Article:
Manager support of employees with depression may reduce absenteeism
LONDON (Reuters ) – In a working environment where managers feel comfortable offering help and support rather than avoiding employees with depression, absenteeism is lower and presenteeism is higher, according to a study covering 15 countries.
On average, this association between supportive managers and less depression-related absenteeism applied on a national level too, the researchers found. Employees who live in a country with a larger number of managers who avoid talking about depression tend to take more days off work, the study team reports in BMJ Open.
“Depression is common in the workplace, but even in the most open workplaces, it can be a taboo,” said lead study author Sara Evans-Lacko of the London School of Economics and Political Science in the UK.
Previous studies indicate that about 70 percent of workers feel effects from at least one mental health issue, she said.
“It’s so common that we even recognize it as common, but there’s still a barrier to acknowledging it and talking about it,” Evans-Lacko said in a phone interview.
Evans-Lacko and colleague Martin Knapp analyzed a database of surveys done across an economically diverse range of countries: Brazil, Canada, China, Denmark, France, Germany, Italy, Japan, Mexico, South Africa, South Korea, Spain, Turkey, the UK and the US They looked at workers who had been previously diagnosed with depression, manager attitudes about discussing depression, work performance measures such as absenteeism and country-level effects such as gross domestic product (GDP) as a sign of economic prosperity.
Managers who said they had one or more employees with depression in the past were asked how they responded to that person, and researchers found wide variation across the countries, but in general, managers in Asian countries tended to avoid employees with depression.
Just 16 percent of mangers in Japan had offered to help an employee with depression. Managers in China and South Korea in particular also reported low levels of support and training in dealing with depression in the workplace and were less likely to offer active support.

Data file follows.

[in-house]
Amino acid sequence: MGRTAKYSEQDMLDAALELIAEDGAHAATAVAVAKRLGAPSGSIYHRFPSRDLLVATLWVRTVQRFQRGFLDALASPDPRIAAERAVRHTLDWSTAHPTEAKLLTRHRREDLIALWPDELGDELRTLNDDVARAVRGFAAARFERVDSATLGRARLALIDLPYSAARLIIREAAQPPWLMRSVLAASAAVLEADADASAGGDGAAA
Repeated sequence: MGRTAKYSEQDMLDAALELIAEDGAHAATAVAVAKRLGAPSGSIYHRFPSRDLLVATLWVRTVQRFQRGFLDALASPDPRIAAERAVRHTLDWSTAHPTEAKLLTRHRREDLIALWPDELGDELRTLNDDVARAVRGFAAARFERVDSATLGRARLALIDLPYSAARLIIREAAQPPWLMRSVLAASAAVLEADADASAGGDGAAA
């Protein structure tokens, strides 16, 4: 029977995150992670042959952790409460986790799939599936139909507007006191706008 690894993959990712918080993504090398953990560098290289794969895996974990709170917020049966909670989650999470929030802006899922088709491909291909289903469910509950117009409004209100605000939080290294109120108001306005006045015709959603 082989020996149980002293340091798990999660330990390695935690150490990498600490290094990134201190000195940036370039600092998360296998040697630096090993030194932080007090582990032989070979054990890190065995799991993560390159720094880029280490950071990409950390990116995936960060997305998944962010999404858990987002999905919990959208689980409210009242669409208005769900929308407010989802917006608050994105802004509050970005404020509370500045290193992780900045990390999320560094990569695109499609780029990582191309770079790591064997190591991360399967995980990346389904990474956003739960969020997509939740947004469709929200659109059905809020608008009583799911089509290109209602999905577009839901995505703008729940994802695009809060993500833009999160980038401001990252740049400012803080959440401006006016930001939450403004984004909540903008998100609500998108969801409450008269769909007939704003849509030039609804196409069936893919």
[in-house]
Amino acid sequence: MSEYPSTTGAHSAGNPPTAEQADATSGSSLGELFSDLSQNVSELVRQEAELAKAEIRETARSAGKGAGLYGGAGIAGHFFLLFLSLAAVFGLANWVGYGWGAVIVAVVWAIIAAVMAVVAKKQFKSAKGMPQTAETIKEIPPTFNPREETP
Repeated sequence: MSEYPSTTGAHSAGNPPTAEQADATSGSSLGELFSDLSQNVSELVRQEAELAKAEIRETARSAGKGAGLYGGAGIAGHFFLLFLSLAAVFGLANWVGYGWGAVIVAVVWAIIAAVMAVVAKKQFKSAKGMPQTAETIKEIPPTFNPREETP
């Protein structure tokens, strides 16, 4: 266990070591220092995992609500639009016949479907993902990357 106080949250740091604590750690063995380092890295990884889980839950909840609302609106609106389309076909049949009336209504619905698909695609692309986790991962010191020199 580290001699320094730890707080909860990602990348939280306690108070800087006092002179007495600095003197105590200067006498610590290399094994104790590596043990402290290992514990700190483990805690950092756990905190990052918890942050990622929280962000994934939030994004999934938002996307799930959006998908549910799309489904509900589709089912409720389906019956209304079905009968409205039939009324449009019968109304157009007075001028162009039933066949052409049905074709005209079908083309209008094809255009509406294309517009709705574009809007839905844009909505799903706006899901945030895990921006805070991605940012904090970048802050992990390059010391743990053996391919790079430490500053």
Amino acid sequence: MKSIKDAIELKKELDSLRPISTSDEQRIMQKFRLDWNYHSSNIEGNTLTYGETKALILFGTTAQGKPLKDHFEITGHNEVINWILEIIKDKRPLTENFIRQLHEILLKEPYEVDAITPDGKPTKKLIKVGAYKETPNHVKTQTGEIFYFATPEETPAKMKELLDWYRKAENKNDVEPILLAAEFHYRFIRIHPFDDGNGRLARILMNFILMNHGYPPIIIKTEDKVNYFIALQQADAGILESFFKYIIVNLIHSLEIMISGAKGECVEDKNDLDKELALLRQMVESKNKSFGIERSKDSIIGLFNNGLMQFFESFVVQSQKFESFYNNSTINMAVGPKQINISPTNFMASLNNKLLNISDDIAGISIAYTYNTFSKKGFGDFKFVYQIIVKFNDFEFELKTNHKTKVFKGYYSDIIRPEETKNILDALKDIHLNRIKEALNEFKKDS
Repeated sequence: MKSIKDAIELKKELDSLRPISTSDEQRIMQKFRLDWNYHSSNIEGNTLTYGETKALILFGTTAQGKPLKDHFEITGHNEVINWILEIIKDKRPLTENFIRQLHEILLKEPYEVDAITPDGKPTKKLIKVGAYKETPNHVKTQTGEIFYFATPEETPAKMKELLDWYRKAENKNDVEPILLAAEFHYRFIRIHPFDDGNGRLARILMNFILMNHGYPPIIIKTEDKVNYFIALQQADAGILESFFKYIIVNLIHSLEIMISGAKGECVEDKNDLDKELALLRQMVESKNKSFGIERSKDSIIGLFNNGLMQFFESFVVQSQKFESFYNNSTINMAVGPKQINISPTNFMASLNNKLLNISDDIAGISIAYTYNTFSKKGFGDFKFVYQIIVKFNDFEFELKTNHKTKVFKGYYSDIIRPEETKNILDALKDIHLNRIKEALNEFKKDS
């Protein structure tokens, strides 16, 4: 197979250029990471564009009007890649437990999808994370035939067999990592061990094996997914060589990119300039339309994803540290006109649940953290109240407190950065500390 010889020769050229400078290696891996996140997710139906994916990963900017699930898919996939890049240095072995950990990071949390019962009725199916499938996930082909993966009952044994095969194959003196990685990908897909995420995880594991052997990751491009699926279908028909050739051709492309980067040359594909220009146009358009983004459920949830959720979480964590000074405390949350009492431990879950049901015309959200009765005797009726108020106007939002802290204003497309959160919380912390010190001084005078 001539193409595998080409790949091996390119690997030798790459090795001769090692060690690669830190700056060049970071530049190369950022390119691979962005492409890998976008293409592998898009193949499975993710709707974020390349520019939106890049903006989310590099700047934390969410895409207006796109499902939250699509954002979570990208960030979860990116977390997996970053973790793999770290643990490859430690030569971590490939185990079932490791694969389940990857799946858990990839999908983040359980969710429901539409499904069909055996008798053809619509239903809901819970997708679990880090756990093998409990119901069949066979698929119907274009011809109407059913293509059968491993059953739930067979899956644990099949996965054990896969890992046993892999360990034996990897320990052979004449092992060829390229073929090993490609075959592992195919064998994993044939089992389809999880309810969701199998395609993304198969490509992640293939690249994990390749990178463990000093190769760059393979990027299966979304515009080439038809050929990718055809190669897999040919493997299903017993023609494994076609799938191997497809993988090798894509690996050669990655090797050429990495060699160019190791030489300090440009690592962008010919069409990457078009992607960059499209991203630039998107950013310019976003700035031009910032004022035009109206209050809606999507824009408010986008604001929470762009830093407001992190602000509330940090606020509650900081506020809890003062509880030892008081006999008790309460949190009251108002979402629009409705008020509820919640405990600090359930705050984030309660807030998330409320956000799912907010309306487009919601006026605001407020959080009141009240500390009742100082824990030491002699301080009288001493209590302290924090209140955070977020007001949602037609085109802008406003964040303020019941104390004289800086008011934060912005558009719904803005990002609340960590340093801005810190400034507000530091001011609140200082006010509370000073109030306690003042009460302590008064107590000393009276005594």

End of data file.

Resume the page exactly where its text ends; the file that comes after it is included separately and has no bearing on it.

The most supportive managers were in Mexico, where 67 percent said they had offered help, and in South Africa and Spain, where 56 percent had offered help.
Among individual employees, those working in smaller companies or with high educational attainment tended to take more time off because of depression, the study found. Individuals living in high-GDP countries also took slightly more time off, though at the country level, higher GDP was linked to higher rates of presenteeism – showing up to work even with depression.
On the individual level, men aged 45-64 with medium to low education levels also tended to have higher levels of presenteeism, while 25-to-44-year-olds overall tended to have lower levels of presenteeism.
Manager reactions to employees with depression were at least as important as national GDP in predicting employee absenteeism or presenteeism, the study team notes.
“Managers at the top set the tone, which cascades into workplace policies and training programs that other managers can use to support their employees,” Evans-Lacko said. “Managers often don’t know what to say or don’t want to make it worse, but talking about it helps.”
To help countries move forward with these workplace initiatives, the Organization for Economic Co-operation and Development (OECD) is reviewing its mental health policies, according to David McDaid of the London School of Economics and Political Science, who was not involved in the study.
In Norway, for instance, researchers are studying how helping people with depression in the workplace to talk to their family doctor can be supportive, he said.
“We’re trying to understand the different variables, including how workplace programs are organized, how managers are trained, and how culture impacts these stigmas,” said McDaid, who studies preventive strategies for maintaining mental health, particularly in workplaces.
McDaid and colleagues are focused on how small- and medium-sized businesses that don’t often have the size and revenue to invest in mental health programs can support their employees.
“Businesses shouldn’t be worried that if someone has depression that it was caused by the workplace, which could be why many companies are reluctant to talk about it,” he said in a phone interview. “People bring their problems from life into the workplace, and not only are businesses not to blame, it’s a great place to intervene and help.”